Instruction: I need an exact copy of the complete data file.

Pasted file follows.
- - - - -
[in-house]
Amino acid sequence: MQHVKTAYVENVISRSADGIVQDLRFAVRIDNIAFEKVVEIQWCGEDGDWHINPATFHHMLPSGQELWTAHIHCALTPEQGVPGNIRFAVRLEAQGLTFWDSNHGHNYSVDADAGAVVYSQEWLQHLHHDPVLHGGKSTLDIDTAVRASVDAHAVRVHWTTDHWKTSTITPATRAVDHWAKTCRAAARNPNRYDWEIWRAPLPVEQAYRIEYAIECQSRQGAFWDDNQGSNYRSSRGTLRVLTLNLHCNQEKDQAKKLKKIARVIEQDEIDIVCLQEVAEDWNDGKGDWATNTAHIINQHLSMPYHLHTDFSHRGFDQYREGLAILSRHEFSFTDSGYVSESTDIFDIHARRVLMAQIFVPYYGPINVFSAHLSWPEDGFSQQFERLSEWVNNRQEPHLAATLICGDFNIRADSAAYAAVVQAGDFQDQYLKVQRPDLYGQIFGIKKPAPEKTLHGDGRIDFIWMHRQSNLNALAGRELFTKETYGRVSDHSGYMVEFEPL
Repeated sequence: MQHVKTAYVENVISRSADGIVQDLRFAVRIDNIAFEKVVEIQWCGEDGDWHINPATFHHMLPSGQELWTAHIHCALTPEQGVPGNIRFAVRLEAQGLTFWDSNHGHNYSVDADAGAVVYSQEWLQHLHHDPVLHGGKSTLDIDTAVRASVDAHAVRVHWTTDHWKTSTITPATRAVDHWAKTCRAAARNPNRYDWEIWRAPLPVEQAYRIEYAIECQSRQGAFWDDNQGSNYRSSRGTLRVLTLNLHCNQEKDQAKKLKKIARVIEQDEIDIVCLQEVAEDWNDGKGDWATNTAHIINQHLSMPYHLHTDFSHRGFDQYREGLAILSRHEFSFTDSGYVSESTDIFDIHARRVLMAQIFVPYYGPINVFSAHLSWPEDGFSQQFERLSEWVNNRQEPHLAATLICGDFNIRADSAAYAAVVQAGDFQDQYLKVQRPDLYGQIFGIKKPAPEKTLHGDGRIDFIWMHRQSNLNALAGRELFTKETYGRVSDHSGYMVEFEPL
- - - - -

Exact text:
[in-house]
Amino acid sequence: MQHVKTAYVENVISRSADGIVQDLRFAVRIDNIAFEKVVEIQWCGEDGDWHINPATFHHMLPSGQELWTAHIHCALTPEQGVPGNIRFAVRLEAQGLTFWDSNHGHNYSVDADAGAVVYSQEWLQHLHHDPVLHGGKSTLDIDTAVRASVDAHAVRVHWTTDHWKTSTITPATRAVDHWAKTCRAAARNPNRYDWEIWRAPLPVEQAYRIEYAIECQSRQGAFWDDNQGSNYRSSRGTLRVLTLNLHCNQEKDQAKKLKKIARVIEQDEIDIVCLQEVAEDWNDGKGDWATNTAHIINQHLSMPYHLHTDFSHRGFDQYREGLAILSRHEFSFTDSGYVSESTDIFDIHARRVLMAQIFVPYYGPINVFSAHLSWPEDGFSQQFERLSEWVNNRQEPHLAATLICGDFNIRADSAAYAAVVQAGDFQDQYLKVQRPDLYGQIFGIKKPAPEKTLHGDGRIDFIWMHRQSNLNALAGRELFTKETYGRVSDHSGYMVEFEPL
Repeated sequence: MQHVKTAYVENVISRSADGIVQDLRFAVRIDNIAFEKVVEIQWCGEDGDWHINPATFHHMLPSGQELWTAHIHCALTPEQGVPGNIRFAVRLEAQGLTFWDSNHGHNYSVDADAGAVVYSQEWLQHLHHDPVLHGGKSTLDIDTAVRASVDAHAVRVHWTTDHWKTSTITPATRAVDHWAKTCRAAARNPNRYDWEIWRAPLPVEQAYRIEYAIECQSRQGAFWDDNQGSNYRSSRGTLRVLTLNLHCNQEKDQAKKLKKIARVIEQDEIDIVCLQEVAEDWNDGKGDWATNTAHIINQHLSMPYHLHTDFSHRGFDQYREGLAILSRHEFSFTDSGYVSESTDIFDIHARRVLMAQIFVPYYGPINVFSAHLSWPEDGFSQQFERLSEWVNNRQEPHLAATLICGDFNIRADSAAYAAVVQAGDFQDQYLKVQRPDLYGQIFGIKKPAPEKTLHGDGRIDFIWMHRQSNLNALAGRELFTKETYGRVSDHSGYMVEFEPL